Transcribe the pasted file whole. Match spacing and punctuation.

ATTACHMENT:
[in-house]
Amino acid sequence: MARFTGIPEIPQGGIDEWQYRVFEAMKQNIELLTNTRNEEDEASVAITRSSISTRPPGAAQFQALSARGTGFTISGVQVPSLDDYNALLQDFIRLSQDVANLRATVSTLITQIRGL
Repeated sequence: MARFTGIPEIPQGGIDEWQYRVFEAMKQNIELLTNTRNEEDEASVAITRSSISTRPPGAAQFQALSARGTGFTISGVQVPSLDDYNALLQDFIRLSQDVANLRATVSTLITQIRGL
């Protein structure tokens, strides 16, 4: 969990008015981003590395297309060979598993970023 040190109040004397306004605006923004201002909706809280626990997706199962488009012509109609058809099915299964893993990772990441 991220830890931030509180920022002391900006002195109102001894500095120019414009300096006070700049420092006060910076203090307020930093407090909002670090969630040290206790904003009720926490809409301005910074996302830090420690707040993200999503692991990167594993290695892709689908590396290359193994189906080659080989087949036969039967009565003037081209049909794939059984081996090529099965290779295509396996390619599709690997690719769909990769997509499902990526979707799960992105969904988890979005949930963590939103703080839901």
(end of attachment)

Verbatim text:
[in-house]
Amino acid sequence: MARFTGIPEIPQGGIDEWQYRVFEAMKQNIELLTNTRNEEDEASVAITRSSISTRPPGAAQFQALSARGTGFTISGVQVPSLDDYNALLQDFIRLSQDVANLRATVSTLITQIRGL
Repeated sequence: MARFTGIPEIPQGGIDEWQYRVFEAMKQNIELLTNTRNEEDEASVAITRSSISTRPPGAAQFQALSARGTGFTISGVQVPSLDDYNALLQDFIRLSQDVANLRATVSTLITQIRGL
């Protein structure tokens, strides 16, 4: 969990008015981003590395297309060979598993970023 040190109040004397306004605006923004201002909706809280626990997706199962488009012509109609058809099915299964893993990772990441 991220830890931030509180920022002391900006002195109102001894500095120019414009300096006070700049420092006060910076203090307020930093407090909002670090969630040290206790904003009720926490809409301005910074996302830090420690707040993200999503692991990167594993290695892709689908590396290359193994189906080659080989087949036969039967009565003037081209049909794939059984081996090529099965290779295509396996390619599709690997690719769909990769997509499902990526979707799960992105969904988890979005949930963590939103703080839901």